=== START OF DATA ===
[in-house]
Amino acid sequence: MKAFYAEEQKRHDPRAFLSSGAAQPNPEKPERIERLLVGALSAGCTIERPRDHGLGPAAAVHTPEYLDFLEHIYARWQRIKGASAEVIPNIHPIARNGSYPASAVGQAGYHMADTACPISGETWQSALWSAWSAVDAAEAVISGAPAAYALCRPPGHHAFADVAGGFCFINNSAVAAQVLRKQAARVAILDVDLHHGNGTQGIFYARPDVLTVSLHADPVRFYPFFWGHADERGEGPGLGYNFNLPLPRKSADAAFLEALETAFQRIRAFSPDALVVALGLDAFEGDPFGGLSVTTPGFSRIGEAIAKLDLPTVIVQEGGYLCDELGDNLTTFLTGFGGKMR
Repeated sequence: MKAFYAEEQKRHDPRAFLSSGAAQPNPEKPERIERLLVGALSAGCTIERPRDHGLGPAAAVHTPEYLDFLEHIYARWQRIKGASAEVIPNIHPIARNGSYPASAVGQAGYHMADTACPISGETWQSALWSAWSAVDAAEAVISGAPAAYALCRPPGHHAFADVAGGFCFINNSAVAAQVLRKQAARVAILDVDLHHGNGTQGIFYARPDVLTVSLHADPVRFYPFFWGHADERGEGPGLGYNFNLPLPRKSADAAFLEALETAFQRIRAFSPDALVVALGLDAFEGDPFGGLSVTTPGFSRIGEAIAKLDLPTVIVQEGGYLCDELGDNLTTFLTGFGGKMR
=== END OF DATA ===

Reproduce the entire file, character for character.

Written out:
[in-house]
Amino acid sequence: MKAFYAEEQKRHDPRAFLSSGAAQPNPEKPERIERLLVGALSAGCTIERPRDHGLGPAAAVHTPEYLDFLEHIYARWQRIKGASAEVIPNIHPIARNGSYPASAVGQAGYHMADTACPISGETWQSALWSAWSAVDAAEAVISGAPAAYALCRPPGHHAFADVAGGFCFINNSAVAAQVLRKQAARVAILDVDLHHGNGTQGIFYARPDVLTVSLHADPVRFYPFFWGHADERGEGPGLGYNFNLPLPRKSADAAFLEALETAFQRIRAFSPDALVVALGLDAFEGDPFGGLSVTTPGFSRIGEAIAKLDLPTVIVQEGGYLCDELGDNLTTFLTGFGGKMR
Repeated sequence: MKAFYAEEQKRHDPRAFLSSGAAQPNPEKPERIERLLVGALSAGCTIERPRDHGLGPAAAVHTPEYLDFLEHIYARWQRIKGASAEVIPNIHPIARNGSYPASAVGQAGYHMADTACPISGETWQSALWSAWSAVDAAEAVISGAPAAYALCRPPGHHAFADVAGGFCFINNSAVAAQVLRKQAARVAILDVDLHHGNGTQGIFYARPDVLTVSLHADPVRFYPFFWGHADERGEGPGLGYNFNLPLPRKSADAAFLEALETAFQRIRAFSPDALVVALGLDAFEGDPFGGLSVTTPGFSRIGEAIAKLDLPTVIVQEGGYLCDELGDNLTTFLTGFGGKMR